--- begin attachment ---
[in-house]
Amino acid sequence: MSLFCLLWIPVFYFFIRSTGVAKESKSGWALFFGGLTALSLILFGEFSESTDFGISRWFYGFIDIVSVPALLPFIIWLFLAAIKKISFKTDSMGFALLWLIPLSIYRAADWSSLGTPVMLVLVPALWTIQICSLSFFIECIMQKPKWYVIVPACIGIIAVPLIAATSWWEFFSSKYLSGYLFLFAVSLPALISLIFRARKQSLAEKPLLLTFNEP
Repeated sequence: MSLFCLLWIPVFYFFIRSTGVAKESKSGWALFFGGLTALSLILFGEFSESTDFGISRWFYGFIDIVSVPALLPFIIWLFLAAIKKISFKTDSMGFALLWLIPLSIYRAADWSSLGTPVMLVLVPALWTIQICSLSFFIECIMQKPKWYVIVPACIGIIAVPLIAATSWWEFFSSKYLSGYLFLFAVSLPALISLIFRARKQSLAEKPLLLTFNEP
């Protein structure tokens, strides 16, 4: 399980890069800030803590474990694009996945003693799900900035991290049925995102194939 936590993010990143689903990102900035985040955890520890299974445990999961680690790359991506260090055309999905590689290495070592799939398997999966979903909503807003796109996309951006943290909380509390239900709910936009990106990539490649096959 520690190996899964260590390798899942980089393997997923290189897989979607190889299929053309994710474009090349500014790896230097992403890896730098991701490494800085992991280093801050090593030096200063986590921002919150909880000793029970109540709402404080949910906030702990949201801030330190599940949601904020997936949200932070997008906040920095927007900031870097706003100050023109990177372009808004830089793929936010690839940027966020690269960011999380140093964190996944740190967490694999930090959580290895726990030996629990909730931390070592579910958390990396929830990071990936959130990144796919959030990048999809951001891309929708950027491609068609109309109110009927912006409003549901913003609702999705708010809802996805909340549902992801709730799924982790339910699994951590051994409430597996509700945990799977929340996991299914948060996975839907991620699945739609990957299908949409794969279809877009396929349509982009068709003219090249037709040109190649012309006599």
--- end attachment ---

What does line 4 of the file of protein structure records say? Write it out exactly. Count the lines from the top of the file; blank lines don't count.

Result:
């Protein structure tokens, strides 16, 4: 399980890069800030803590474990694009996945003693799900900035991290049925995102194939 936590993010990143689903990102900035985040955890520890299974445990999961680690790359991506260090055309999905590689290495070592799939398997999966979903909503807003796109996309951006943290909380509390239900709910936009990106990539490649096959 520690190996899964260590390798899942980089393997997923290189897989979607190889299929053309994710474009090349500014790896230097992403890896730098991701490494800085992991280093801050090593030096200063986590921002919150909880000793029970109540709402404080949910906030702990949201801030330190599940949601904020997936949200932070997008906040920095927007900031870097706003100050023109990177372009808004830089793929936010690839940027966020690269960011999380140093964190996944740190967490694999930090959580290895726990030996629990909730931390070592579910958390990396929830990071990936959130990144796919959030990048999809951001891309929708950027491609068609109309109110009927912006409003549901913003609702999705708010809802996805909340549902992801709730799924982790339910699994951590051994409430597996509700945990799977929340996991299914948060996975839907991620699945739609990957299908949409794969279809877009396929349509982009068709003219090249037709040109190649012309006599």